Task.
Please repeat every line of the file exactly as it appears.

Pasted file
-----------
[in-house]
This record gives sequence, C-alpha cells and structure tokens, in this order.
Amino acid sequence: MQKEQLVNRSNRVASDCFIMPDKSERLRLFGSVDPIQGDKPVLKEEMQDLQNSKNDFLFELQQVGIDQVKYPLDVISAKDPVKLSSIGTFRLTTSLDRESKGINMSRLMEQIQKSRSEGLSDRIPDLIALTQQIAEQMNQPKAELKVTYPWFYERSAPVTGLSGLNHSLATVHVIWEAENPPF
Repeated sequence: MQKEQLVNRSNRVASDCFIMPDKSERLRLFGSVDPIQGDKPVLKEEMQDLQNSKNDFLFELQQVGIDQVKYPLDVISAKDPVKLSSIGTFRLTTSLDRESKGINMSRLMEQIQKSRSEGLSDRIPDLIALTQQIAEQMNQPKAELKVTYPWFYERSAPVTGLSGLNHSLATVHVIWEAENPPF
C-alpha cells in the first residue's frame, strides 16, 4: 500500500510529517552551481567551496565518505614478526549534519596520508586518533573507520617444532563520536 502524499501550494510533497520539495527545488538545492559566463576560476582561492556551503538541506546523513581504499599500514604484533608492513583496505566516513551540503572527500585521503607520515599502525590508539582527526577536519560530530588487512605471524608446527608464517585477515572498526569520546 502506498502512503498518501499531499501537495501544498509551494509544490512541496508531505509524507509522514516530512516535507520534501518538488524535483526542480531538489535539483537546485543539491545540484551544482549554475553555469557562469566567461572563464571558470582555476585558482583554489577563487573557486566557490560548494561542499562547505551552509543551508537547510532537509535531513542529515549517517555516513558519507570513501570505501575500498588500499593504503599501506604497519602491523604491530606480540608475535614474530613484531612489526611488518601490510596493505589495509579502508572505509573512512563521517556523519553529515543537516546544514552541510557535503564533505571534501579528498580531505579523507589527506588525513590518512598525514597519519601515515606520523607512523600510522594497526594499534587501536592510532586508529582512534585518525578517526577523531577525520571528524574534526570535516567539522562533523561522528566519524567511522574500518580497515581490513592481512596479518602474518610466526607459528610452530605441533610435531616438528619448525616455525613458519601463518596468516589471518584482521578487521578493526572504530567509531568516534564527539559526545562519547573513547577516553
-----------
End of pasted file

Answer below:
[in-house]
This record gives sequence, C-alpha cells and structure tokens, in this order.
Amino acid sequence: MQKEQLVNRSNRVASDCFIMPDKSERLRLFGSVDPIQGDKPVLKEEMQDLQNSKNDFLFELQQVGIDQVKYPLDVISAKDPVKLSSIGTFRLTTSLDRESKGINMSRLMEQIQKSRSEGLSDRIPDLIALTQQIAEQMNQPKAELKVTYPWFYERSAPVTGLSGLNHSLATVHVIWEAENPPF
Repeated sequence: MQKEQLVNRSNRVASDCFIMPDKSERLRLFGSVDPIQGDKPVLKEEMQDLQNSKNDFLFELQQVGIDQVKYPLDVISAKDPVKLSSIGTFRLTTSLDRESKGINMSRLMEQIQKSRSEGLSDRIPDLIALTQQIAEQMNQPKAELKVTYPWFYERSAPVTGLSGLNHSLATVHVIWEAENPPF
C-alpha cells in the first residue's frame, strides 16, 4: 500500500510529517552551481567551496565518505614478526549534519596520508586518533573507520617444532563520536 502524499501550494510533497520539495527545488538545492559566463576560476582561492556551503538541506546523513581504499599500514604484533608492513583496505566516513551540503572527500585521503607520515599502525590508539582527526577536519560530530588487512605471524608446527608464517585477515572498526569520546 502506498502512503498518501499531499501537495501544498509551494509544490512541496508531505509524507509522514516530512516535507520534501518538488524535483526542480531538489535539483537546485543539491545540484551544482549554475553555469557562469566567461572563464571558470582555476585558482583554489577563487573557486566557490560548494561542499562547505551552509543551508537547510532537509535531513542529515549517517555516513558519507570513501570505501575500498588500499593504503599501506604497519602491523604491530606480540608475535614474530613484531612489526611488518601490510596493505589495509579502508572505509573512512563521517556523519553529515543537516546544514552541510557535503564533505571534501579528498580531505579523507589527506588525513590518512598525514597519519601515515606520523607512523600510522594497526594499534587501536592510532586508529582512534585518525578517526577523531577525520571528524574534526570535516567539522562533523561522528566519524567511522574500518580497515581490513592481512596479518602474518610466526607459528610452530605441533610435531616438528619448525616455525613458519601463518596468516589471518584482521578487521578493526572504530567509531568516534564527539559526545562519547573513547577516553